In Denmark children attend school from the age of seven to fourteen. Elementary school ends at grade seven. High school lasts from three to five years.

Fastelavns Mandag (Shrove Monday) is a special holiday in February. School is dismissed for the day and the children visit their neighbors’ homes dressed in funny costumes. If a child is lucky he might be given a shrovetide rod, a branch decorated with colored paper, ribbons, and candy. Fodbald (soccer) is one of the most popular sports in Denmark. Other sports Danish children enjoy are: tagfat (tag), legeskjul (hide and seek), hinkeleg (hopscotch), gymnastik (gymnastics), spillekugler (marbles), svomming (swimming), ridesport (horseback riding), and cykling (bicycling).

The Church in Denmark

The young apostle Erastus Snow landed in Copenhagen in June of 1850 as the first mission president to an area that became one of the most flourishing missions of the nineteenth century. By August, fifteen people had been baptized. A branch with fifty members was organized in September. From mission headquarters in the Danish capital other elders were sent to preach the gospel in Norway and Sweden.

The next year, Elder Snow arranged to have the Book of Mormon published in Danish, and in 1852 the Doctrine and Covenants was also printed in the same language. The Danes were the first people after the English to have the Nephite story available in their native tongue.

In spite of great difficulties, 600 Saints were baptized during Elder Snow’s twenty-two months in Denmark. Correspondence to Salt Lake concerning the mission read, “Persecution continues in all its glory, and helps make Saints every day.” Some Church members were manhandled and some were even imprisoned.

But in spite of the harsh treatment baptisms continued. A number of converts to the Church went to America to be with the Saints there. It was not until 1974 that the Church of Jesus Christ was recognized as a Christian religion by the Danish government.

Scandinavia’s first stake was organized in Copenhagen in June, 1974. In August of the same year a Scandinavian area general conference was held in Stockholm, Sweden, where 4,500 Saints—many of them Danes—met to hear the prophet of the Lord speak. It was a highlight of the Church’s 125 years in the area.

An annual event for many Danish Saints is a trip to the Swiss Temple each summer. Branch members travel through the Alps by bus and set up camp so they can do temple work during the day and at night visit around large campfires. Crowds of nonmembers are attracted to their evening meetings.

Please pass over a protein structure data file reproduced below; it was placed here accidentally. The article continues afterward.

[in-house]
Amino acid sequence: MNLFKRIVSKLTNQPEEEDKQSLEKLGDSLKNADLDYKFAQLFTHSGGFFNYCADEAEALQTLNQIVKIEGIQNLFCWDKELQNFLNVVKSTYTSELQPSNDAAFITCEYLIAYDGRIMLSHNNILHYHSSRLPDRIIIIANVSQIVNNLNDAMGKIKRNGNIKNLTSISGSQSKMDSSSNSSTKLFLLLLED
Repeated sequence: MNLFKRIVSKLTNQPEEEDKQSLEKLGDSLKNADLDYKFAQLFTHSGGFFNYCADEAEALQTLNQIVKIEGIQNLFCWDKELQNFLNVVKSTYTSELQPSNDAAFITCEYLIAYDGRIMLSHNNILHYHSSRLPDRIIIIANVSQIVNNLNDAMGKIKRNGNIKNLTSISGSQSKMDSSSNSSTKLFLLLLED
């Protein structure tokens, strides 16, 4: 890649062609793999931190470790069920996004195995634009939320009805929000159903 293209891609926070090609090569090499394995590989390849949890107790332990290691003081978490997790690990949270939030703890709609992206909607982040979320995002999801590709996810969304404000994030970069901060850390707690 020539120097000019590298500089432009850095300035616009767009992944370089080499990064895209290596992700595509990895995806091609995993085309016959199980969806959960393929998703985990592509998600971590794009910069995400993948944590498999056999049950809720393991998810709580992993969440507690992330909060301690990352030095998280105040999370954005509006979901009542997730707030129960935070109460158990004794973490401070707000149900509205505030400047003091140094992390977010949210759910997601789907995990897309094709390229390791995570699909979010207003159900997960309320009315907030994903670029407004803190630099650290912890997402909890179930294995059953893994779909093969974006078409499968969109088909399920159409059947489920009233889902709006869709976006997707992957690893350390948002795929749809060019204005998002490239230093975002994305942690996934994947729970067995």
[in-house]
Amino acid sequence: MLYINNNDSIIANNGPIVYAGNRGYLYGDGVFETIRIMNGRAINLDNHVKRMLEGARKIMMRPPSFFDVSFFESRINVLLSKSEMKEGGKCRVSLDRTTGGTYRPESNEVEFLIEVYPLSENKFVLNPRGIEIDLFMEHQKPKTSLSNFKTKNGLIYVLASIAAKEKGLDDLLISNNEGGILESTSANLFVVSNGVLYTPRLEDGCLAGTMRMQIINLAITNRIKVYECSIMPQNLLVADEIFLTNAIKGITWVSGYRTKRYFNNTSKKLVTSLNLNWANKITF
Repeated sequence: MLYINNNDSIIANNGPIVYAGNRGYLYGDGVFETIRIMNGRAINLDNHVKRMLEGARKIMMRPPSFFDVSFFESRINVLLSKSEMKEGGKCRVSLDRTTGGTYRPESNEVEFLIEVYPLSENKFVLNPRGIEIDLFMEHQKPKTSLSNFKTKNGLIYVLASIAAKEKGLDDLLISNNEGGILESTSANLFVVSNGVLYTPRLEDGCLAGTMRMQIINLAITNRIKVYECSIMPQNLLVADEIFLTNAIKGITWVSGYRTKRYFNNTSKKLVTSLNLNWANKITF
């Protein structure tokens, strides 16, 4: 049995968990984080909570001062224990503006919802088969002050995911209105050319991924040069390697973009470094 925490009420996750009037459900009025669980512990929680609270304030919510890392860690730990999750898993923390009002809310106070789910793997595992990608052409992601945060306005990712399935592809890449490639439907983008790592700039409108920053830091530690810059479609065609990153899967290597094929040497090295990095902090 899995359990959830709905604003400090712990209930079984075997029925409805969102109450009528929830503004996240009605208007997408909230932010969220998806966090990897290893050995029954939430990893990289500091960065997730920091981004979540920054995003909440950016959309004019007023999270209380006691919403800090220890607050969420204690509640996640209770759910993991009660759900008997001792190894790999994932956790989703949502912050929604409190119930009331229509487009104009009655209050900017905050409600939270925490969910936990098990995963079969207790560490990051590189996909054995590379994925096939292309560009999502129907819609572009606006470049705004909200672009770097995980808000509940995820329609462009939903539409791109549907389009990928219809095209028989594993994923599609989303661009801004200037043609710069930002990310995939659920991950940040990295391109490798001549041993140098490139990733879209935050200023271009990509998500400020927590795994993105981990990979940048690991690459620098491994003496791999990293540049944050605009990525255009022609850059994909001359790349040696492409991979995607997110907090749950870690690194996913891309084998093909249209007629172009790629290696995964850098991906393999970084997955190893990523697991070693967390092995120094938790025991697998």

Land of the Danes

Denmark is Europe’s oldest kingdom and once included the land of Norway, Sweden, England, and Greenland. Greenland is still a province of Denmark and the largest island in the world.

Many of the early Vikings sailed from this small country and its nearby islands to raid Western Europe from the eighth to the twelfth century. Today the Danes are still a great seafaring people. No place in Denmark is over thirty miles from the sea. A longtime dream of the country is to “conquer the sea” by connecting all of its islands to the mainland by bridges.

The mainland, Jutland, is made up of green rolling hills and plains. However, most of the people live on one of the nearby Danish islands. Besides the many beautiful small farms to be seen, there are remnants of medieval houses and castles throughout the countryside. Denmark’s highest hill is only 568 feet above sea level.

Copenhagen, the capital, is known for its artworks, industries, and shipbuilding. The city is located on Zealand, the largest of the country’s islands, and is near the entrance to the Baltic Sea. One of the world’s most famous amusement parks is the Tivoli Gardens in the heart of Copenhagen.

The Amalienborg palace, home of the king, and the Christianborg palace, where the Folketing (parliament) meets, also attract many visitors.

The Little Mermaid statue that rests in Copenhagen’s harbor is a reminder that Denmark is the home of Hans Christian Andersen, who wrote a story by that name. This famous author wrote many other fairy tales for children.

The Christus that stands in the Visitors Center on Temple Square in Salt Lake City is a reproduction of the original by the famed Danish sculptor, Bertel Thorvaldsen. Many other Danes have made great contributions to the world in art and music.

Danish children between the ages of seven and fourteen attend public schools. Denmark is one of the world’s greatest reading and book-buying nations. Soccer is the country’s most popular sport.

Photos by Ralph Reynolds